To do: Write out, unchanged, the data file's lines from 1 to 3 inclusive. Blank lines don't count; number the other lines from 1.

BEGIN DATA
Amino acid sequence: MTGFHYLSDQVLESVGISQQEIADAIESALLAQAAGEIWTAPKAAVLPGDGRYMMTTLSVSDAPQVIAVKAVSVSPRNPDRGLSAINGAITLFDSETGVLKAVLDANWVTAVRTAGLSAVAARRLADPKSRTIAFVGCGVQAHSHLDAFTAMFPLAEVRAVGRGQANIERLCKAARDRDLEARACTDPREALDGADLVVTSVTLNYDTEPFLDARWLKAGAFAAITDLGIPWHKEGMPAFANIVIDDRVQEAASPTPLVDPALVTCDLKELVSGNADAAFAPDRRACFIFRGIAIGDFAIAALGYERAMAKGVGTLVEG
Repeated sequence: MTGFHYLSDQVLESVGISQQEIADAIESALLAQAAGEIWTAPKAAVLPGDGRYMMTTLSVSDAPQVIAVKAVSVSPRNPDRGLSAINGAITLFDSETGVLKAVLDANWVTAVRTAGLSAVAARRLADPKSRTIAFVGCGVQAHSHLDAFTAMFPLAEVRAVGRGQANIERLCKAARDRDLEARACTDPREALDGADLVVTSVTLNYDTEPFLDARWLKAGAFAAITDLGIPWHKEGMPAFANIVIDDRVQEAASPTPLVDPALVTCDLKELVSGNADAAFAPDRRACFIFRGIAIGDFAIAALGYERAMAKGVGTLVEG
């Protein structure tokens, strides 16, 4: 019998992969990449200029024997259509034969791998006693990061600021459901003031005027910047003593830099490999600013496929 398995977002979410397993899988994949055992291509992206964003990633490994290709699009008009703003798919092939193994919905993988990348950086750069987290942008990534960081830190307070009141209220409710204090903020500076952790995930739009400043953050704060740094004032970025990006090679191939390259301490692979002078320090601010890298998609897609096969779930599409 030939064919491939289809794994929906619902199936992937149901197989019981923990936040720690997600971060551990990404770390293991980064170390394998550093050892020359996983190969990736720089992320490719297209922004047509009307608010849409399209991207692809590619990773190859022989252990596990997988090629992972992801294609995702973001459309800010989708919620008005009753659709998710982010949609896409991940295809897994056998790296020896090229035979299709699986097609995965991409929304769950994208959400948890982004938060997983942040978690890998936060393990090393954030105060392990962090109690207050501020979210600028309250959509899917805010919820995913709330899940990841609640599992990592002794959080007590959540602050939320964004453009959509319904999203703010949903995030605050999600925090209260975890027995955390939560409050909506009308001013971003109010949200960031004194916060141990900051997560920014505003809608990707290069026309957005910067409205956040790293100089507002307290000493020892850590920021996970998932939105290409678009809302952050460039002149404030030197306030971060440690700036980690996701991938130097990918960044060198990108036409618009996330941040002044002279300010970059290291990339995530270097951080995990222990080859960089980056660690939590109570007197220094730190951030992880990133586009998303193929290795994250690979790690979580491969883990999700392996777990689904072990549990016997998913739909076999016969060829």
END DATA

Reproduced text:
Amino acid sequence: MTGFHYLSDQVLESVGISQQEIADAIESALLAQAAGEIWTAPKAAVLPGDGRYMMTTLSVSDAPQVIAVKAVSVSPRNPDRGLSAINGAITLFDSETGVLKAVLDANWVTAVRTAGLSAVAARRLADPKSRTIAFVGCGVQAHSHLDAFTAMFPLAEVRAVGRGQANIERLCKAARDRDLEARACTDPREALDGADLVVTSVTLNYDTEPFLDARWLKAGAFAAITDLGIPWHKEGMPAFANIVIDDRVQEAASPTPLVDPALVTCDLKELVSGNADAAFAPDRRACFIFRGIAIGDFAIAALGYERAMAKGVGTLVEG
Repeated sequence: MTGFHYLSDQVLESVGISQQEIADAIESALLAQAAGEIWTAPKAAVLPGDGRYMMTTLSVSDAPQVIAVKAVSVSPRNPDRGLSAINGAITLFDSETGVLKAVLDANWVTAVRTAGLSAVAARRLADPKSRTIAFVGCGVQAHSHLDAFTAMFPLAEVRAVGRGQANIERLCKAARDRDLEARACTDPREALDGADLVVTSVTLNYDTEPFLDARWLKAGAFAAITDLGIPWHKEGMPAFANIVIDDRVQEAASPTPLVDPALVTCDLKELVSGNADAAFAPDRRACFIFRGIAIGDFAIAALGYERAMAKGVGTLVEG
């Protein structure tokens, strides 16, 4: 019998992969990449200029024997259509034969791998006693990061600021459901003031005027910047003593830099490999600013496929 398995977002979410397993899988994949055992291509992206964003990633490994290709699009008009703003798919092939193994919905993988990348950086750069987290942008990534960081830190307070009141209220409710204090903020500076952790995930739009400043953050704060740094004032970025990006090679191939390259301490692979002078320090601010890298998609897609096969779930599409 030939064919491939289809794994929906619902199936992937149901197989019981923990936040720690997600971060551990990404770390293991980064170390394998550093050892020359996983190969990736720089992320490719297209922004047509009307608010849409399209991207692809590619990773190859022989252990596990997988090629992972992801294609995702973001459309800010989708919620008005009753659709998710982010949609896409991940295809897994056998790296020896090229035979299709699986097609995965991409929304769950994208959400948890982004938060997983942040978690890998936060393990090393954030105060392990962090109690207050501020979210600028309250959509899917805010919820995913709330899940990841609640599992990592002794959080007590959540602050939320964004453009959509319904999203703010949903995030605050999600925090209260975890027995955390939560409050909506009308001013971003109010949200960031004194916060141990900051997560920014505003809608990707290069026309957005910067409205956040790293100089507002307290000493020892850590920021996970998932939105290409678009809302952050460039002149404030030197306030971060440690700036980690996701991938130097990918960044060198990108036409618009996330941040002044002279300010970059290291990339995530270097951080995990222990080859960089980056660690939590109570007197220094730190951030992880990133586009998303193929290795994250690979790690979580491969883990999700392996777990689904072990549990016997998913739909076999016969060829």